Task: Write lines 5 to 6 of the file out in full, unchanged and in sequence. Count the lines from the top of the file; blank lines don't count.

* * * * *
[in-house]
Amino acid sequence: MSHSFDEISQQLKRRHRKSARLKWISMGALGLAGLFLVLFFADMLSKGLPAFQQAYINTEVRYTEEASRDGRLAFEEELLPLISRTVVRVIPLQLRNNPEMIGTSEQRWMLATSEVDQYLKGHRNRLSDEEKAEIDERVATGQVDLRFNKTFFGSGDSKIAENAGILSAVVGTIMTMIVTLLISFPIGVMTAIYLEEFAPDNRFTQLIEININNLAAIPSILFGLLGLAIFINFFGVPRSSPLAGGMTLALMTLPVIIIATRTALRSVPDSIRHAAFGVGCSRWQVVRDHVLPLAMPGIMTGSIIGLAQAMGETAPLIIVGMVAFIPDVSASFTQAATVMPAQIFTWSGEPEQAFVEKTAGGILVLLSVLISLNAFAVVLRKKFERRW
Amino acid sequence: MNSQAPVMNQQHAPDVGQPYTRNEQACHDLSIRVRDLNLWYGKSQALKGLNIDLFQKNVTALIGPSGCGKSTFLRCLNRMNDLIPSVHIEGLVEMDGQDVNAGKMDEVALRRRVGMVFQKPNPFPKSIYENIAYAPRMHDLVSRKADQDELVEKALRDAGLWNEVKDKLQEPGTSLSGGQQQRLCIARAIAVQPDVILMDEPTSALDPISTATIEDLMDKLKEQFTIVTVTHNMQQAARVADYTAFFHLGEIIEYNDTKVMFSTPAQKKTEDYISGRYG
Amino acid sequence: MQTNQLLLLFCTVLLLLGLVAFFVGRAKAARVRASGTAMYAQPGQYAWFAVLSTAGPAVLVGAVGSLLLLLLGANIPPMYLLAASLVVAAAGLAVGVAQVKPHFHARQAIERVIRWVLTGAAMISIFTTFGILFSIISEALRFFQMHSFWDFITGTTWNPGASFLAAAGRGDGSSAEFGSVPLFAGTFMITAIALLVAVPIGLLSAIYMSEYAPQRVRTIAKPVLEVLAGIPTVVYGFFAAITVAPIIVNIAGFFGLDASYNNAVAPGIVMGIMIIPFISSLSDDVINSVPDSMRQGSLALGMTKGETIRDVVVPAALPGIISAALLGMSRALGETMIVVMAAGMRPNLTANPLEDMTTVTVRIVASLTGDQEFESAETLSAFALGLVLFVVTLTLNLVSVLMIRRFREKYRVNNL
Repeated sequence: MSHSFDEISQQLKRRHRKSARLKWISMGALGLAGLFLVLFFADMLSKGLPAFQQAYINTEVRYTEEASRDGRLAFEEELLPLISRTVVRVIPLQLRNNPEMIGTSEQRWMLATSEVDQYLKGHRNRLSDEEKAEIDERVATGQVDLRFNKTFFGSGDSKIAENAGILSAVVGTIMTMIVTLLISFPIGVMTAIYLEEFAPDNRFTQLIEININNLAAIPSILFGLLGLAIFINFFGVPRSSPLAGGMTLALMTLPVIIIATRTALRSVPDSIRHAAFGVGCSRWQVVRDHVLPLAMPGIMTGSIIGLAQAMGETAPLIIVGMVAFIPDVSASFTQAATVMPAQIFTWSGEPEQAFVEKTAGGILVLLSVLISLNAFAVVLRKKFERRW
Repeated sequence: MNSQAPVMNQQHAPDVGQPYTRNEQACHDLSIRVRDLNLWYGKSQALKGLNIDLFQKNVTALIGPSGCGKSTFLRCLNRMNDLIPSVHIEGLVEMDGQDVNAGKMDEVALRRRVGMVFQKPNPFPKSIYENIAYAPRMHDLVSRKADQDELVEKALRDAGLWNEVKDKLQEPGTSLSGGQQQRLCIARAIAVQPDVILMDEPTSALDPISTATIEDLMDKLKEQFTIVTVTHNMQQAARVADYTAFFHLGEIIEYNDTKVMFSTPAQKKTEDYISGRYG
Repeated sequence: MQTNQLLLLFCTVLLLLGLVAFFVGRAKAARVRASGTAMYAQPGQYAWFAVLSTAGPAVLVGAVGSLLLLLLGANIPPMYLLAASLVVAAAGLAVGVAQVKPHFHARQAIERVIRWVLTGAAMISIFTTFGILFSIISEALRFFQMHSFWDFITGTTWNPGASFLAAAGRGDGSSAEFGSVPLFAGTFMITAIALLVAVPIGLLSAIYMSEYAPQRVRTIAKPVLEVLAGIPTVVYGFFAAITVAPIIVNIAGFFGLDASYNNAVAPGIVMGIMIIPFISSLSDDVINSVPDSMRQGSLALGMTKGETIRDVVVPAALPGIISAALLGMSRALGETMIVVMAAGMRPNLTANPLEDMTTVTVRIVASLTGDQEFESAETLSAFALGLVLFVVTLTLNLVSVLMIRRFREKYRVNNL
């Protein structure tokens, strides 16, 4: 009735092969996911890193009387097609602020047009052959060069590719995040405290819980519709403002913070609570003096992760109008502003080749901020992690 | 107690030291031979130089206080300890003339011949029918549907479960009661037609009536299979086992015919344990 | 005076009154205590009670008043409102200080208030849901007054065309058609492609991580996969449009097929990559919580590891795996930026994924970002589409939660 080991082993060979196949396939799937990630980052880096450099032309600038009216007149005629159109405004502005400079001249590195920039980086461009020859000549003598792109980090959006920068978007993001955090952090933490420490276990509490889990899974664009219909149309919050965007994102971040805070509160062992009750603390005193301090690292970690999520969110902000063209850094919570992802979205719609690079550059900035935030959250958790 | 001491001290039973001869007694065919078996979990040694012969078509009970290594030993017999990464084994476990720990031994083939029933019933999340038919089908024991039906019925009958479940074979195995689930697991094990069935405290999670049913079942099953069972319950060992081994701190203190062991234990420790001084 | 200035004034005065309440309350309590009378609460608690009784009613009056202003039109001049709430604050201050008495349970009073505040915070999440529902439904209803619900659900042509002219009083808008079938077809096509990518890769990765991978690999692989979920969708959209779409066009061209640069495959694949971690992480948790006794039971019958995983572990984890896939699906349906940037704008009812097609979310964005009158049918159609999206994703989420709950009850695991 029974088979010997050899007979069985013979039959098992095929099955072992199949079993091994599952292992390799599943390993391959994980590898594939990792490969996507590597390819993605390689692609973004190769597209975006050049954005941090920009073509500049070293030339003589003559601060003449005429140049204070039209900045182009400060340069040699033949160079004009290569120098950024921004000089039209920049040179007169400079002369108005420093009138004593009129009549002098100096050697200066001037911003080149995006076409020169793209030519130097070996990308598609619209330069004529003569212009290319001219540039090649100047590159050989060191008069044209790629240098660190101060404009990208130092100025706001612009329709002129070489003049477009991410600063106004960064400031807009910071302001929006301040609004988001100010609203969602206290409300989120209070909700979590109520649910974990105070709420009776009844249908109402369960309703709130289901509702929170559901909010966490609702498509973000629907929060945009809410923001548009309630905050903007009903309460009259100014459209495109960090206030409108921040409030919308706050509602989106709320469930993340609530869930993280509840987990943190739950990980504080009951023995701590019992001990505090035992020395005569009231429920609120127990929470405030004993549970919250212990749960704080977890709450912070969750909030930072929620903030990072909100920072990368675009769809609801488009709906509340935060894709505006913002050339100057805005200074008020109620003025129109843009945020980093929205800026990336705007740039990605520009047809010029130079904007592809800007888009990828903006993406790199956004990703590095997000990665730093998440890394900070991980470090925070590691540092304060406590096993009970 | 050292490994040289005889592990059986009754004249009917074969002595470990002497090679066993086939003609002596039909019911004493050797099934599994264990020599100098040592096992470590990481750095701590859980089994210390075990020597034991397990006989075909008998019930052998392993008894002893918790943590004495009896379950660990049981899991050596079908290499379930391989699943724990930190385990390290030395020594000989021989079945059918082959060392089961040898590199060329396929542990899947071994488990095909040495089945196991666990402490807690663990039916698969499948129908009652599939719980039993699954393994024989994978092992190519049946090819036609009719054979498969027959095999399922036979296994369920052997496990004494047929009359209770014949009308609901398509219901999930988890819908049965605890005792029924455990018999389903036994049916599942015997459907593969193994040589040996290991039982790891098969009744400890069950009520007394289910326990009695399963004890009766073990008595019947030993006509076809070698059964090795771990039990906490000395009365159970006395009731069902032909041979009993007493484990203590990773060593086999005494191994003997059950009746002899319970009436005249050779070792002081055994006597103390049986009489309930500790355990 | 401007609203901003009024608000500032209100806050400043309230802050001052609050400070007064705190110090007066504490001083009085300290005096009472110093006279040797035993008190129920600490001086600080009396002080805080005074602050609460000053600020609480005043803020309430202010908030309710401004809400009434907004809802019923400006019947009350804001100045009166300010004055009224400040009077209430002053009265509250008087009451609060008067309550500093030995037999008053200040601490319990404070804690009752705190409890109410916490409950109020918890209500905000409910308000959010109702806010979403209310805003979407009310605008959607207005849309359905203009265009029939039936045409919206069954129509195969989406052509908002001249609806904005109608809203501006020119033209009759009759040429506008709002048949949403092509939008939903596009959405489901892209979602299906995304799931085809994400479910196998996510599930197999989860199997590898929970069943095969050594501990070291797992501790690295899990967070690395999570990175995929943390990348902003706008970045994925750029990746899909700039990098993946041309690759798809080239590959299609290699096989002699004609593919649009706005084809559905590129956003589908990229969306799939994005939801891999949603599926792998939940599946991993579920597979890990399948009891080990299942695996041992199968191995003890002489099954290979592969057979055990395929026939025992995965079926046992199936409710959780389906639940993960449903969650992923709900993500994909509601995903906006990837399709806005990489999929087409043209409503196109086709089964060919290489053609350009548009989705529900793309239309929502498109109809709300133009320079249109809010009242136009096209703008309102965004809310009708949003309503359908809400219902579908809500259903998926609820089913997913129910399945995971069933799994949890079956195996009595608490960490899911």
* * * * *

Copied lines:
Repeated sequence: MSHSFDEISQQLKRRHRKSARLKWISMGALGLAGLFLVLFFADMLSKGLPAFQQAYINTEVRYTEEASRDGRLAFEEELLPLISRTVVRVIPLQLRNNPEMIGTSEQRWMLATSEVDQYLKGHRNRLSDEEKAEIDERVATGQVDLRFNKTFFGSGDSKIAENAGILSAVVGTIMTMIVTLLISFPIGVMTAIYLEEFAPDNRFTQLIEININNLAAIPSILFGLLGLAIFINFFGVPRSSPLAGGMTLALMTLPVIIIATRTALRSVPDSIRHAAFGVGCSRWQVVRDHVLPLAMPGIMTGSIIGLAQAMGETAPLIIVGMVAFIPDVSASFTQAATVMPAQIFTWSGEPEQAFVEKTAGGILVLLSVLISLNAFAVVLRKKFERRW
Repeated sequence: MNSQAPVMNQQHAPDVGQPYTRNEQACHDLSIRVRDLNLWYGKSQALKGLNIDLFQKNVTALIGPSGCGKSTFLRCLNRMNDLIPSVHIEGLVEMDGQDVNAGKMDEVALRRRVGMVFQKPNPFPKSIYENIAYAPRMHDLVSRKADQDELVEKALRDAGLWNEVKDKLQEPGTSLSGGQQQRLCIARAIAVQPDVILMDEPTSALDPISTATIEDLMDKLKEQFTIVTVTHNMQQAARVADYTAFFHLGEIIEYNDTKVMFSTPAQKKTEDYISGRYG